|KATY ROBERTS, the Paris-based jazz pianist, doesn’t take long to display her considerable gifts and charm on this spirited transatlantic session, recorded in Washington at Twins Jazz on U St. NW and in Paris at Bop City.
On the opening track, Victor Lewis’s “7th Ave.”, Roberts colorfully punctuates the hard-bop tension with flowing chromaticism and blues tints. When the tempo and meter shift on the next tune, Salim Washington’s “Blossom”, Roberts shores up the flute-limed melody with brightly cascading lines and a swinging pulse. Sometimes forceful, sometimes fanciful, always a plus, Roberts’s improvisations rank among the album’s most rewarding pleasures, right alongside reedman Washington’s contributions on tenor saxophone and flute and Rasul Siddik’s turns on trumpet and flugelhorn.
Unlike a lot of live jazz recordings, this one never devolves into a mere blowing session. Despite the occasional changes in the rhythm section lineup, the quintet sounds consistently tight and interactive as it moves through tunes composed by Joe Henderson (“Punjab”, featuring, as it turns out, a jabbing tenor-trumpet frontline), McCoy Tyner (“Aisha”, softly arranged for flute and muted trumpet) and Charles Mingus (“Self Portrait in 3 Colors”, a particularly soulful showcase for Washington’s flute.) the list of tunesmiths represented also includes Ronnie Matthews, Joe Bonner and Roberts herself. “Photonality”, her sole offering, makes for an exhilarating interlude that underscores John Coltrane’s influence on Washington. And speaking of Coltrane, the CD concludes with a bonus track composed by the jazz titan-“26-2”, on which Siddik and Washington shine.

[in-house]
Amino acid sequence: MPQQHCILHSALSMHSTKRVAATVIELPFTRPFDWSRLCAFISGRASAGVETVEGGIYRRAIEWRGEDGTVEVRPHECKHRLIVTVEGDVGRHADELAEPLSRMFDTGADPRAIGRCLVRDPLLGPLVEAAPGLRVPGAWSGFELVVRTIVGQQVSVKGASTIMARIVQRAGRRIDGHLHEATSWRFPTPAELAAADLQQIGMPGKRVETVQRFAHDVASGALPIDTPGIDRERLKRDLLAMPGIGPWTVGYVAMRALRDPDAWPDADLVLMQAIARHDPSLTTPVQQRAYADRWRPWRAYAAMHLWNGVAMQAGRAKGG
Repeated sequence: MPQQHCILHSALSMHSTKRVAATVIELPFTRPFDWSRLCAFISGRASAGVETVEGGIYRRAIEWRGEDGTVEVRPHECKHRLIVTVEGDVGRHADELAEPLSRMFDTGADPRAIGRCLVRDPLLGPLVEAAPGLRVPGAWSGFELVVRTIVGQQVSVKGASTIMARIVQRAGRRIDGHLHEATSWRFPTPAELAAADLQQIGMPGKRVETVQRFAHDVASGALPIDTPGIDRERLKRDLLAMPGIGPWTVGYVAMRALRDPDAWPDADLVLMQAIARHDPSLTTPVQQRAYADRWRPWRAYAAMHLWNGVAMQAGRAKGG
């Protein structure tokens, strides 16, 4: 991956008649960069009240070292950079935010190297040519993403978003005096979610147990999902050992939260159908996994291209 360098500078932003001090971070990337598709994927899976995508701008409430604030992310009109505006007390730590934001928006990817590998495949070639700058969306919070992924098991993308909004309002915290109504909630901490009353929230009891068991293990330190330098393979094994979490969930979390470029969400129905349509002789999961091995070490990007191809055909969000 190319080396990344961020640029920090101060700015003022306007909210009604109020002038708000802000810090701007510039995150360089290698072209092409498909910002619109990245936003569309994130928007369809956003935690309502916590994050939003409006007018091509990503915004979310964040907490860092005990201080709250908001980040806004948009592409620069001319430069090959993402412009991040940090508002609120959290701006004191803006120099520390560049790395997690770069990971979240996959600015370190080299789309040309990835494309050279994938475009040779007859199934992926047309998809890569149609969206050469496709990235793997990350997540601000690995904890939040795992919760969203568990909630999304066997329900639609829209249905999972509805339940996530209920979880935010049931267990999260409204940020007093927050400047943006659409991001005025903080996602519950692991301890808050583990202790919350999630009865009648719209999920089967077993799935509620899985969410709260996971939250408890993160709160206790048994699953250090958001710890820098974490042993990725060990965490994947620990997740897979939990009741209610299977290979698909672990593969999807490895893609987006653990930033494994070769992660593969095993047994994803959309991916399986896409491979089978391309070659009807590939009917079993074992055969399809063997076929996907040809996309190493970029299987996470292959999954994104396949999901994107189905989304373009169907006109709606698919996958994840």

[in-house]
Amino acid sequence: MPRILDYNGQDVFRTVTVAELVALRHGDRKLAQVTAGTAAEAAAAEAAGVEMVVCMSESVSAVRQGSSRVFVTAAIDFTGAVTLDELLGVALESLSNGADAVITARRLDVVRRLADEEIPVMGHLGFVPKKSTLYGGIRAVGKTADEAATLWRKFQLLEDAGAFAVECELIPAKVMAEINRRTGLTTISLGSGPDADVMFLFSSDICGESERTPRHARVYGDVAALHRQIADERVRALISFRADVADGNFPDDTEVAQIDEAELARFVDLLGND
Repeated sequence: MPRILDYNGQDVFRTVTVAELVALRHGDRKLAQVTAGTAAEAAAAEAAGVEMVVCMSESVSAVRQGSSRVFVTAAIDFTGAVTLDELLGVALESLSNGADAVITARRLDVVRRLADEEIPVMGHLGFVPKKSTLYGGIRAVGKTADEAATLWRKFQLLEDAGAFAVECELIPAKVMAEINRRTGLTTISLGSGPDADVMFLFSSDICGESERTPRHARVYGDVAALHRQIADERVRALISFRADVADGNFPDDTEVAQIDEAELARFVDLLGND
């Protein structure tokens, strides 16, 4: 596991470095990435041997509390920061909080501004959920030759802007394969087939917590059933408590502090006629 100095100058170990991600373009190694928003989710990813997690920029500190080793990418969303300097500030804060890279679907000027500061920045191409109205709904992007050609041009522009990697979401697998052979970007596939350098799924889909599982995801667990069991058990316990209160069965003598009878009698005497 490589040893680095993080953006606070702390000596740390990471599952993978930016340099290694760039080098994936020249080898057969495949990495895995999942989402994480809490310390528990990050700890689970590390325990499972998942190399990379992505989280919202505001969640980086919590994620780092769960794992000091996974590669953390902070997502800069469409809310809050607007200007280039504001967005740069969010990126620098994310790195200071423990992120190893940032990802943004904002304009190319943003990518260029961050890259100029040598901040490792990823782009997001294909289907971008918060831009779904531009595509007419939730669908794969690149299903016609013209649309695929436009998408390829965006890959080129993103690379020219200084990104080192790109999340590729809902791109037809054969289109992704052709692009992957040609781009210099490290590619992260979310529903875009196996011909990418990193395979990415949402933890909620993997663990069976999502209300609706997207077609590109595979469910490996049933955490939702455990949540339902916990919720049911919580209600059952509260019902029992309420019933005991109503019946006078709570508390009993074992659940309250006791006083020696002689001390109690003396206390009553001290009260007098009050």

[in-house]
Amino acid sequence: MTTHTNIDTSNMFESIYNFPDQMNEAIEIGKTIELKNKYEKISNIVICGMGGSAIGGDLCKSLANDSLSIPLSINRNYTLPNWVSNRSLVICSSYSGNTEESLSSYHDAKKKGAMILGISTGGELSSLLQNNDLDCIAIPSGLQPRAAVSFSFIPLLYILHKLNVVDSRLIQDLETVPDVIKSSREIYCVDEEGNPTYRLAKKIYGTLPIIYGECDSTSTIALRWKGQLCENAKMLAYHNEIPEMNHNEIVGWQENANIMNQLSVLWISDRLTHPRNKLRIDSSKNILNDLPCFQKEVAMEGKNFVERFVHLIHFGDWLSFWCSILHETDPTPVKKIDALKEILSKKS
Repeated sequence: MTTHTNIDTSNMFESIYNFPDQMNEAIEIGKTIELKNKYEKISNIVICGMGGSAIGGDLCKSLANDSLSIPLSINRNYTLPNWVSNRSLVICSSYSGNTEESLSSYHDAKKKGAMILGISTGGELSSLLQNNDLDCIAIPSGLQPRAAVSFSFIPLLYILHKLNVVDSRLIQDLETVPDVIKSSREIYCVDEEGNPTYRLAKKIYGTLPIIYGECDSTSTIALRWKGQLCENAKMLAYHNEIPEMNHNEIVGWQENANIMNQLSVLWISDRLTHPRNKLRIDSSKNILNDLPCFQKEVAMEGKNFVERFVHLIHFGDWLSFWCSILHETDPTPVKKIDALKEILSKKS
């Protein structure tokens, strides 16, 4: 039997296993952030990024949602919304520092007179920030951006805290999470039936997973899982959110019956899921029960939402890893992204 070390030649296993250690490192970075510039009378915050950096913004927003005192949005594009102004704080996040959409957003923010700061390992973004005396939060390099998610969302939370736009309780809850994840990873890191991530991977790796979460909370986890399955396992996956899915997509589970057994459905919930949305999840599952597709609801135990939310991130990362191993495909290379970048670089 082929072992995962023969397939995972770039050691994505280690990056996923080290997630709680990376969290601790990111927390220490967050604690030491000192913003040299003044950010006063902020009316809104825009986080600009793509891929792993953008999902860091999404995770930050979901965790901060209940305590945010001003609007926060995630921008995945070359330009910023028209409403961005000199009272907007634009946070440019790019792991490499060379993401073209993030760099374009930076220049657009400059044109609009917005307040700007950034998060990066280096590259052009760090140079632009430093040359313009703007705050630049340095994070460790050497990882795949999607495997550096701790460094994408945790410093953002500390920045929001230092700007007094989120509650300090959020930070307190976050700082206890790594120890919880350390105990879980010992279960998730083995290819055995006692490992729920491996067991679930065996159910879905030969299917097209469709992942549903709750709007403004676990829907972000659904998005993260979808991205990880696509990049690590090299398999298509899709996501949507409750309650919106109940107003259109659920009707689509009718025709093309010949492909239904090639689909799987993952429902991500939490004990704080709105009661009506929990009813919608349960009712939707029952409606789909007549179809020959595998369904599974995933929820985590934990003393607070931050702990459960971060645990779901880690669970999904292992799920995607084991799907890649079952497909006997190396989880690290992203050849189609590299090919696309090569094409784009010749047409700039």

-Mike Joyce , Washington Post 2006